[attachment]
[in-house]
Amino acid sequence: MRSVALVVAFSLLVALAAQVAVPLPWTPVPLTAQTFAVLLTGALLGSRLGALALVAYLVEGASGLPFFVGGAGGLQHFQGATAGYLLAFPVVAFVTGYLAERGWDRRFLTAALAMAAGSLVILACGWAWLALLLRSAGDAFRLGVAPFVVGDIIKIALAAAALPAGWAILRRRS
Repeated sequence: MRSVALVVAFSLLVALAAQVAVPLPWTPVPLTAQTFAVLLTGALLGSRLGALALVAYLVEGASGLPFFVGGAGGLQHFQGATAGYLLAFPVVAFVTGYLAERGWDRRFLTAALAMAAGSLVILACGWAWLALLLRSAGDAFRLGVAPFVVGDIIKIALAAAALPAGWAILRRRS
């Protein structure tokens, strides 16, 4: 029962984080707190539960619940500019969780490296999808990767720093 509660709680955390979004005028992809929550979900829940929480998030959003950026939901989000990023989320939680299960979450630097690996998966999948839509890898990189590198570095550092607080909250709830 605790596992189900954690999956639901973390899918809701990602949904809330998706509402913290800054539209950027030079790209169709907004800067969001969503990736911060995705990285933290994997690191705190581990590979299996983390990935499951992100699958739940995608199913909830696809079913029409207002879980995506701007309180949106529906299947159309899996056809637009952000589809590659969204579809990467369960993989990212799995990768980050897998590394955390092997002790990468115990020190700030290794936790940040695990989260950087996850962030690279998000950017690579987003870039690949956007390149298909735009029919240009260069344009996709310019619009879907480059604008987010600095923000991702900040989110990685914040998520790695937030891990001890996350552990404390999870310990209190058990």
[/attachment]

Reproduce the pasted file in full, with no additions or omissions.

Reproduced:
[in-house]
Amino acid sequence: MRSVALVVAFSLLVALAAQVAVPLPWTPVPLTAQTFAVLLTGALLGSRLGALALVAYLVEGASGLPFFVGGAGGLQHFQGATAGYLLAFPVVAFVTGYLAERGWDRRFLTAALAMAAGSLVILACGWAWLALLLRSAGDAFRLGVAPFVVGDIIKIALAAAALPAGWAILRRRS
Repeated sequence: MRSVALVVAFSLLVALAAQVAVPLPWTPVPLTAQTFAVLLTGALLGSRLGALALVAYLVEGASGLPFFVGGAGGLQHFQGATAGYLLAFPVVAFVTGYLAERGWDRRFLTAALAMAAGSLVILACGWAWLALLLRSAGDAFRLGVAPFVVGDIIKIALAAAALPAGWAILRRRS
């Protein structure tokens, strides 16, 4: 029962984080707190539960619940500019969780490296999808990767720093 509660709680955390979004005028992809929550979900829940929480998030959003950026939901989000990023989320939680299960979450630097690996998966999948839509890898990189590198570095550092607080909250709830 605790596992189900954690999956639901973390899918809701990602949904809330998706509402913290800054539209950027030079790209169709907004800067969001969503990736911060995705990285933290994997690191705190581990590979299996983390990935499951992100699958739940995608199913909830696809079913029409207002879980995506701007309180949106529906299947159309899996056809637009952000589809590659969204579809990467369960993989990212799995990768980050897998590394955390092997002790990468115990020190700030290794936790940040695990989260950087996850962030690279998000950017690579987003870039690949956007390149298909735009029919240009260069344009996709310019619009879907480059604008987010600095923000991702900040989110990685914040998520790695937030891990001890996350552990404390999870310990209190058990």